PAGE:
Peer Education strategies for promoting prevention of doping in different populations / P. Fallace, P. Aiese, E. Bianco, I. Bolognini, M.P. Costa, R. Esposito, F. Gallé, G. Liguori, R. Pandolfi, C. Pasquarella, G. Savino, F. Valeriani, V. Romano Spica. - (Annali di Igiene 31 (2019) 6 (November/December) ; p. 556-575).
- PMID: 31616900.
- DOI: 10.7416/ai.2019.2316
In the field of doping prevention, alongside the traditional functions of repression and control of the phenomenon, educational aspects are becoming increasingly important. Article 18 of the World Anti doping Code obliges the signatories to invest in anti-doping education with the aim of preserving the spirit of sport. The educational commitment should involve young people in health promotion interventions for the prevention of risk behaviors. Therefore, our attention has focused on finding the mechanisms that lead people to make certain behavioral choices.
MATERIAL AND METHODS:
In the context of preventive programs, to counter the doping phenomenon through health promotion programs, the most recognized method is peer education, particularly with adolescents. It is an educational method according to which some members of a group are empowered and trained to carry out specific activities with their peers. It is constituted as an example of equal relationship and finds its basis in cooperation and solidarity with the aim of increasing empowerment and a healthy development of the identity and collective dimension in young people.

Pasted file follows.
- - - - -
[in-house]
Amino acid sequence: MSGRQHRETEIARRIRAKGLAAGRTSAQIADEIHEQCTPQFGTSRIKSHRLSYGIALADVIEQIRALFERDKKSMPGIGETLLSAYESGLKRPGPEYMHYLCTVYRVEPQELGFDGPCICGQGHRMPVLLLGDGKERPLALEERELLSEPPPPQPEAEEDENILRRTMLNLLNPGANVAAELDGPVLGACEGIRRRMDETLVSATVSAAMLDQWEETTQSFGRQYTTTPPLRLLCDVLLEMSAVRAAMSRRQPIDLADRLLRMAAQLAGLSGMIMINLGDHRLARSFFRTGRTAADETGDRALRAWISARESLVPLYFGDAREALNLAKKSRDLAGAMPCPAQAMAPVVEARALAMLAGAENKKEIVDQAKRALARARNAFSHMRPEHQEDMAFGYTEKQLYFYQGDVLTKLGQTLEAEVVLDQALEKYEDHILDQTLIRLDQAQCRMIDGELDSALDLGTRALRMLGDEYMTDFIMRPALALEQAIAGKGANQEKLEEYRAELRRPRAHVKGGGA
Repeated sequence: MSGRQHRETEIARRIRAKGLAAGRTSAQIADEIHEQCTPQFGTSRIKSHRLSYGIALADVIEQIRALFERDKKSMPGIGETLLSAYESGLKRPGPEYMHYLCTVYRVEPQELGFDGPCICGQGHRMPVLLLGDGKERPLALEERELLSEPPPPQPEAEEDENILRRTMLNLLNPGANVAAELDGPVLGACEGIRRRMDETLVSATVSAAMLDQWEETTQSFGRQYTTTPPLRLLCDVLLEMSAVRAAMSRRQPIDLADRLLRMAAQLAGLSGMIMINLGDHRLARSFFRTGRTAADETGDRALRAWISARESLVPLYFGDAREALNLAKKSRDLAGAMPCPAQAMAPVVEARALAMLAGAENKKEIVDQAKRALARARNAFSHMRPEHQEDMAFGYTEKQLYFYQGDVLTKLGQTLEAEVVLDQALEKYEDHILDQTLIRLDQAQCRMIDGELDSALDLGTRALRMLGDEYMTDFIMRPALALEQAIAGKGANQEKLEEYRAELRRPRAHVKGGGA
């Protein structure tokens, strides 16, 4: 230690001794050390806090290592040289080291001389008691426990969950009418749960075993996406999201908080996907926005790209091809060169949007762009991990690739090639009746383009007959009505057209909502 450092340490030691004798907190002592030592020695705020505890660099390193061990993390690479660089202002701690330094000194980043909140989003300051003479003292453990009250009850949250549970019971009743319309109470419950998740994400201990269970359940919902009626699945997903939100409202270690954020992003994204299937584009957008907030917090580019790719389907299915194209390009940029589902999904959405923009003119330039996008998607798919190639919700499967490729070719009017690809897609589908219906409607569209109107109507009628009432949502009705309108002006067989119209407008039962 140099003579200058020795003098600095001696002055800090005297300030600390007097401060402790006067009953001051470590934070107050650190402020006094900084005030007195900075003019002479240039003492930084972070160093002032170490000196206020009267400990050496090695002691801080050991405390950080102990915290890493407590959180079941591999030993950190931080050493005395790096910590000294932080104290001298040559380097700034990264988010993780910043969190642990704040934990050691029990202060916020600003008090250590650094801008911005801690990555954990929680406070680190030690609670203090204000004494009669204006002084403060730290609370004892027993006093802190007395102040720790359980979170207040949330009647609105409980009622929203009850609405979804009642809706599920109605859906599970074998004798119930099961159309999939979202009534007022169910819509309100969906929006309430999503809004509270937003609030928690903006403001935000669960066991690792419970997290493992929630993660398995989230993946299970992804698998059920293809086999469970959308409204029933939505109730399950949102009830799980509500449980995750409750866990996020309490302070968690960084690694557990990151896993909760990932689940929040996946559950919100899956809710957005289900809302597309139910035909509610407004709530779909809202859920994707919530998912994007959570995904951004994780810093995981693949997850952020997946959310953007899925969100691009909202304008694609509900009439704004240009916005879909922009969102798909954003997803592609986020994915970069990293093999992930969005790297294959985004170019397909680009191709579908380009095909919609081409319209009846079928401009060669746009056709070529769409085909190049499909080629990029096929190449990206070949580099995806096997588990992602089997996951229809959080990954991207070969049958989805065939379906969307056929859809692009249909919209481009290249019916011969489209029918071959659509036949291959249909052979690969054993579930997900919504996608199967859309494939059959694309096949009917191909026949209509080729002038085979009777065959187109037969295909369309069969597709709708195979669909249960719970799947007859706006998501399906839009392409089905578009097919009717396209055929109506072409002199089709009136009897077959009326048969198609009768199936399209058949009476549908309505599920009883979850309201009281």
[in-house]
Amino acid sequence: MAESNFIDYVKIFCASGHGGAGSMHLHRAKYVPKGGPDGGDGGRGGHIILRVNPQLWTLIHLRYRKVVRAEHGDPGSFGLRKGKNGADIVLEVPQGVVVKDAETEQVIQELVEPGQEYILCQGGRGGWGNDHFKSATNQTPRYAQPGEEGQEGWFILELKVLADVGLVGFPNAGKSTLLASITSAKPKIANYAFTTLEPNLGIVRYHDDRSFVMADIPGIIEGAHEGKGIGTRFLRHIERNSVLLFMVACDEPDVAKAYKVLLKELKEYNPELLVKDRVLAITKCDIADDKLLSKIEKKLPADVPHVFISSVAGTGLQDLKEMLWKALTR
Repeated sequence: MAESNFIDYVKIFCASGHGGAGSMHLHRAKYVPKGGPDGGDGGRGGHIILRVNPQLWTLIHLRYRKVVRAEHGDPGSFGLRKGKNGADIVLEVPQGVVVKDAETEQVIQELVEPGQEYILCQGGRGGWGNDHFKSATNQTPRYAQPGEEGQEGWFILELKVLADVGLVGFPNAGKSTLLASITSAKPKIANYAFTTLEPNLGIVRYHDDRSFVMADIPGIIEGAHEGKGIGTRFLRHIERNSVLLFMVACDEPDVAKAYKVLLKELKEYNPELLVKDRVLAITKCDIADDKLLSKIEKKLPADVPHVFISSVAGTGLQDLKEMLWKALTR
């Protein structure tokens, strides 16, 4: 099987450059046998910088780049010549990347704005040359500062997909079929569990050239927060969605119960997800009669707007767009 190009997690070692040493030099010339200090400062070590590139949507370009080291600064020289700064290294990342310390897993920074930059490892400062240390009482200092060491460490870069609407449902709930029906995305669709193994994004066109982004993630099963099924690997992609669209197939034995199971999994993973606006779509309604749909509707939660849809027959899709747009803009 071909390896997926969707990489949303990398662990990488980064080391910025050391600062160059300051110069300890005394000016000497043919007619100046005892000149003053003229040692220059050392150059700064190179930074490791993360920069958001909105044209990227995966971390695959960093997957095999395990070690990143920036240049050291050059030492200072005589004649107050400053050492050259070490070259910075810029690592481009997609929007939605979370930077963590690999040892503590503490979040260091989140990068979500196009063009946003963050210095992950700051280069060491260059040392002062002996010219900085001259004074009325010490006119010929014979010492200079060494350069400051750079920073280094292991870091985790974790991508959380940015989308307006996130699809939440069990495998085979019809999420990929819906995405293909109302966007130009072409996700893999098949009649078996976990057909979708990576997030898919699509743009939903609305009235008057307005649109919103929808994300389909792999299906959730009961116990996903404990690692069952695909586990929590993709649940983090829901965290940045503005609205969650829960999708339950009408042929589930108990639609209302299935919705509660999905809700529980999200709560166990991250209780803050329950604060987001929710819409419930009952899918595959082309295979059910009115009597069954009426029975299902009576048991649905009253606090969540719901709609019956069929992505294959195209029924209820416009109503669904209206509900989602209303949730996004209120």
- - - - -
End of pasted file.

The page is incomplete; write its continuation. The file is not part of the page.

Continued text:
Numerous experts - biologists / nutritionists, hygienists, sports coaches, psychologists, teachers of physical education in secondary schools and other stakeholders have actively participated in the co-construction of a training package aimed at activating cascade training processes on the knowledge and skills of peer education in contexts of youth aggregation, such as schools, gyms, sports associations, social gatherings of all kinds. The path allowed to define a peer education model capable of enabling the participants to activate health promotion interventions for the prevention of doping risk behaviors, each in their own setting.
In conclusion, we can say that prevention programs are the more effective the more they are addressed to young people and adolescents and provide interactive and action-oriented interventions. Successful initiatives aim to emphasize the development of life skills and to influence numerous determinants of behavior, including individual attitudes, knowledge, motivations, interpersonal relationships and social norms. If the aim is to act on the change of behavior, the efforts will be more successful if the content of the intervention will give due consideration to the context in which it applies and the target population, involving it and addressing its specific needs and values.